Magnesium is an essential mineral that cannot be made by the body itself, but we do store about 25 grams of it in bones, muscles and soft tissue. There is evidence that magnesium exerts a positive influence on anabolic hormonal status, including testosterone, in men. In fact, many studies have shown that magnesium supplementation supports increases in both free and total testosterone levels in men, boosting testosterone levels overall. Interestingly, one study revealed that men who exercise and take magnesium supplements see their free and total testosterone levels rise even more than men who just take magnesium supplements without exercising or men who just exercise without supplementing at all. So, what foods can you supplement to boost magnesium in your diet?

  • Dark Chocolate
  • Avocados
  • Nuts particularly, cashews, almonds, and brazil nuts
  • Legumes, particularly lentils, beans, chickpeas, peas, and soybeans
  • Tofu, eaten in moderation
  • Seeds such as flax, pumpkin, and chia seeds
  • Whole grain cereals, including buckwheat, and quinoa
  • Fatty fish, salmon, mackerel, and halibut
  • Bananas
  • Leafy greens like kale and spinach

 

Vitamin D
Vitamin D can be supplemented or absorbed from the sun’s UVB rays. Vitamin D is not water-soluble and we store it in our adipose fat tissues. Increasing your vitamin D stores may assist with boosting testosterone and improve other related health measures, such as sperm quality. One study found a close correlation between vitamin D deficiency and low testosterone. Ways to boost vitamin D through diet include:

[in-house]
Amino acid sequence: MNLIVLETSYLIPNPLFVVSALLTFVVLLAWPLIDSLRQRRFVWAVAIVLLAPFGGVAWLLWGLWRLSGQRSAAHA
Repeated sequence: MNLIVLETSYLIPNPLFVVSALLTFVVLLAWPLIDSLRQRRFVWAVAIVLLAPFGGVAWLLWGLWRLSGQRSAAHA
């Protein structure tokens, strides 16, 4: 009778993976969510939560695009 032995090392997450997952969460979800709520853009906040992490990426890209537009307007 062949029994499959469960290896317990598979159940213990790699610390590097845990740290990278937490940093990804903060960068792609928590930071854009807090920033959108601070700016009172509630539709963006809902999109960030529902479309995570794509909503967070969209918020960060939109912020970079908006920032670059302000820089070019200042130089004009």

• Oily fish
  • Mushrooms
  • Egg yolks
  • Fortified foods, such as low-fat milk and cereals

 

Selenium
Selenium is an essential trace mineral that assists with cognitive function and fertility. We do not need a lot of selenium in our diets, but deficiency can cause problems. Selenium is stored in amino acids in our body, primarily in our major organs. Several studies have linked higher selenium intake to increased testosterone levels and improved sperm motility and quality.
Foods containing selenium include:

  • Brazil nuts
  • Seafood, including crab, salmon, tuna, and prawns
  • White meat and poultry, like turkey and chicken
  • Brown rice
  • Lentils
  • Vegetables such as peas and potatoes

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The key factor to take from this is to eat a balanced diet and incorporate some or all of these foods in moderation. It is also important to note that certain foods will have a direct negative impact on testosterone production, these include a high alcohol intake. One study showed that having 1-2 drinks once or twice a week has very little impact on testosterone levels. However, five or more drinks in a two-hour period, whether occasionally or on a regular basis, has been shown to cause more severe health complications. These health concerns can include lower testosterone levels in men, and fertility issues in both men and women. Diets high in fat and carbohydrates can be problematic; carbohydrates, in particular, cause a spike in insulin, which often reduces testosterone.

If you think you have low testosterone, improving your diet, doing more exercise, and getting plenty of sleep will be beneficial. However, it is crucial that you have your levels tested and, if they are low, your GP will try to get to the root of the problem as in some cases low testosterone can be a symptom of other more serious conditions. Dr Jeff Foster offers a comprehensive men’s MOT health check and, whilst he is not a nutrition expert, he can help you treat your condition and offer ongoing support for lifestyle changes that may be required to get your levels back to normal. To find out more, or to book a check-up with Dr Jeff Foster, you can contact contact@drjefffoster.co.uk or 01926 801111.